Here’s a soup to warm your bones after raking autumn leaves, toting in firewood, or playing football in the yard. We make it a nutritious meal-in-a-bowl by adding a leafy cooking green, such as kale, spinach, turnip greens or Swiss chard.
Any sausage will provide a hearty meat element, but we especially like the deep, slightly spicy flavor of kielbasa. Traditional in Poland, kielbasa is usually sold tied in a loop, weighing about 1 pound. Some brands are a bit bland, and if you can’t find one you like locally, try the kielbasa from Harrington’s of Vermont. We sometimes use the whole loop, but even if you omit the meat altogether, this will still be a sturdy, fortifying dish.
• 1/2 pound kielbasa sausage
• 2 tbsp olive oil
• 2 cups chopped leeks (about 4 medium leeks)
• 1/2 tsp salt, or to taste
• 8 medium kale leaves
• 2 pounds red-skinned potatoes, cut into cubes
• 2 cloves garlic, peeled and grated or pressed
• 1/2 tsp minced fresh thyme
• 2 bay leaves
• 2 tbsp chopped fresh sage
• Freshly ground black pepper
• 1/2 cup heavy cream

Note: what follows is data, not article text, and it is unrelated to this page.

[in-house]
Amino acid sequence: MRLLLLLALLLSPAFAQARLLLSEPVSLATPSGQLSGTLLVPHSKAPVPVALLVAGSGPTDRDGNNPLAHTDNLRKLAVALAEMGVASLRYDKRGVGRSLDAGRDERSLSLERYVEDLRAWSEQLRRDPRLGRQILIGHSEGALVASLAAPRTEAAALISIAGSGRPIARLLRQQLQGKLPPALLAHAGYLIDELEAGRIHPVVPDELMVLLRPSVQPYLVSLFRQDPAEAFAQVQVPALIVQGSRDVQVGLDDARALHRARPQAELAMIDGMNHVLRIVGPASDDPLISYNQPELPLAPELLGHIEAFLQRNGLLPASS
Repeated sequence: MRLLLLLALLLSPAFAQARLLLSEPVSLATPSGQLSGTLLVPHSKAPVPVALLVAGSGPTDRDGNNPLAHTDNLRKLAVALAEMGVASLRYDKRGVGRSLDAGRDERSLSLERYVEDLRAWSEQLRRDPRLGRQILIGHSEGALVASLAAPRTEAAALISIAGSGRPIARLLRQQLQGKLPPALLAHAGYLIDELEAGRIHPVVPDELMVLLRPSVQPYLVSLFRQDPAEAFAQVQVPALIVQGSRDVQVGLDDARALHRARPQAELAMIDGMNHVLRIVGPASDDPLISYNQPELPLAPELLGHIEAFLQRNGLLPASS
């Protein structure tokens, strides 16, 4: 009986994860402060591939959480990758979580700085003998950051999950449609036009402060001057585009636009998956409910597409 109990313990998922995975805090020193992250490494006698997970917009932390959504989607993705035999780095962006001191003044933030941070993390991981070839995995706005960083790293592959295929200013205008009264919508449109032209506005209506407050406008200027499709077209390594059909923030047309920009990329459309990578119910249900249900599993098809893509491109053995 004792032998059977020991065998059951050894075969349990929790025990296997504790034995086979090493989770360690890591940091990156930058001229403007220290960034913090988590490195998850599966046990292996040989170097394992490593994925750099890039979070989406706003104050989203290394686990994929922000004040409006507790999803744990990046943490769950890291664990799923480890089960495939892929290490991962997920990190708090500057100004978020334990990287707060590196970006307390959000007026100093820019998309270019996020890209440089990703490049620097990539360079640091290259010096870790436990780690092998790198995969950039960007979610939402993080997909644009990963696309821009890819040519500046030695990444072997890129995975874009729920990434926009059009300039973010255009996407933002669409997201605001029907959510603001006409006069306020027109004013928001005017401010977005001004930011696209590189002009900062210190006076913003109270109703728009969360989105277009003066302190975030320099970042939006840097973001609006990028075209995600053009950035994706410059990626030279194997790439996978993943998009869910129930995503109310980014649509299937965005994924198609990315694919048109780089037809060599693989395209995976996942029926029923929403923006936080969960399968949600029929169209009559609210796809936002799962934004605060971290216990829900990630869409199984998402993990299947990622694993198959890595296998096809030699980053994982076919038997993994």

1. Cut the kielbasa into rounds 1/4-inch thick. Pour the olive oil into a medium skillet and fry the rounds on both sides to brown them, taking care not to burn them, over medium heat. Leave the fat in the skillet and transfer the kielbasa to a Dutch oven or heavy casserole. Trim and discard the leeks’ green tops and split the white shanks lengthwise, then rinse to remove all traces of soil. Chop into 1-inch pieces and add to the skillet along with salt. Cover and cook over low heat, stirring often and checking to make sure the leeks don’t burn or stick to the pan; add a little water if needed. After about 10 minutes, add 2 tablespoons of water, stir, and add the leeks to the sausage, scraping the skillet with a spatula to get all the tasty brown bits.
2. Strip the kale leaves from the tough stems and ribs, and then chop the leaves. Add them to the sausage and leeks along with the potatoes, garlic, thyme, bay, sage, pepper and 3 cups of water. Cover and simmer until the potatoes are tender and have absorbed the various flavors — about 30 minutes. Stir in the cream, and taste for salt and pepper.
3. Or, to serve later, remove from heat and refrigerate. Just before serving, heat the soup to just under a simmer, and stir in the cream, salt and pepper. Serve the soup piping hot.
Want to learn more about cooking with potatoes and garlic? Read Growing and Cooking with Potatoes and Garlic for delicious ideas and recipes.
Barbara Damrosch farms and writes with her husband, Eliot Coleman, at Four Season Farm in Harborside, Maine, where sturdy bowls of potato soup frequently chase the chill on cool, fall evenings. She is the author of The Garden Primer and, with Coleman, The Four Season Farm Gardener’s Cookbook.